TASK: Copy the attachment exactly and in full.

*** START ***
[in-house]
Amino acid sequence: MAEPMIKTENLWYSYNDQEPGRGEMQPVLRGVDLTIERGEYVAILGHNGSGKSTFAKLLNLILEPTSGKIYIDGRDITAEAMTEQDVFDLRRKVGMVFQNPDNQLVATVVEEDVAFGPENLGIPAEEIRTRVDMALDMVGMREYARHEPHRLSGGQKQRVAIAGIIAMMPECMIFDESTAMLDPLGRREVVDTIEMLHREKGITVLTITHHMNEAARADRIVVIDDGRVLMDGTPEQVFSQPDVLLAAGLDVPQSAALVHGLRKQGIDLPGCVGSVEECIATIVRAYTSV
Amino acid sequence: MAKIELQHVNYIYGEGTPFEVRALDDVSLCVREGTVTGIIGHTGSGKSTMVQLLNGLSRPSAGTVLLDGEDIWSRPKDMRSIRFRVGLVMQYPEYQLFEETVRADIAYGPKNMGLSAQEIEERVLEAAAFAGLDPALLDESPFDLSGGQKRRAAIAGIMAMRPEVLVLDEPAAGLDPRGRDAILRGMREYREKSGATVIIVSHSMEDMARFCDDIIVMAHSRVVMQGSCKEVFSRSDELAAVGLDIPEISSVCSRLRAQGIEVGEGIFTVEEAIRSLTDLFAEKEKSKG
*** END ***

[in-house]
Amino acid sequence: MAEPMIKTENLWYSYNDQEPGRGEMQPVLRGVDLTIERGEYVAILGHNGSGKSTFAKLLNLILEPTSGKIYIDGRDITAEAMTEQDVFDLRRKVGMVFQNPDNQLVATVVEEDVAFGPENLGIPAEEIRTRVDMALDMVGMREYARHEPHRLSGGQKQRVAIAGIIAMMPECMIFDESTAMLDPLGRREVVDTIEMLHREKGITVLTITHHMNEAARADRIVVIDDGRVLMDGTPEQVFSQPDVLLAAGLDVPQSAALVHGLRKQGIDLPGCVGSVEECIATIVRAYTSV
Amino acid sequence: MAKIELQHVNYIYGEGTPFEVRALDDVSLCVREGTVTGIIGHTGSGKSTMVQLLNGLSRPSAGTVLLDGEDIWSRPKDMRSIRFRVGLVMQYPEYQLFEETVRADIAYGPKNMGLSAQEIEERVLEAAAFAGLDPALLDESPFDLSGGQKRRAAIAGIMAMRPEVLVLDEPAAGLDPRGRDAILRGMREYREKSGATVIIVSHSMEDMARFCDDIIVMAHSRVVMQGSCKEVFSRSDELAAVGLDIPEISSVCSRLRAQGIEVGEGIFTVEEAIRSLTDLFAEKEKSKG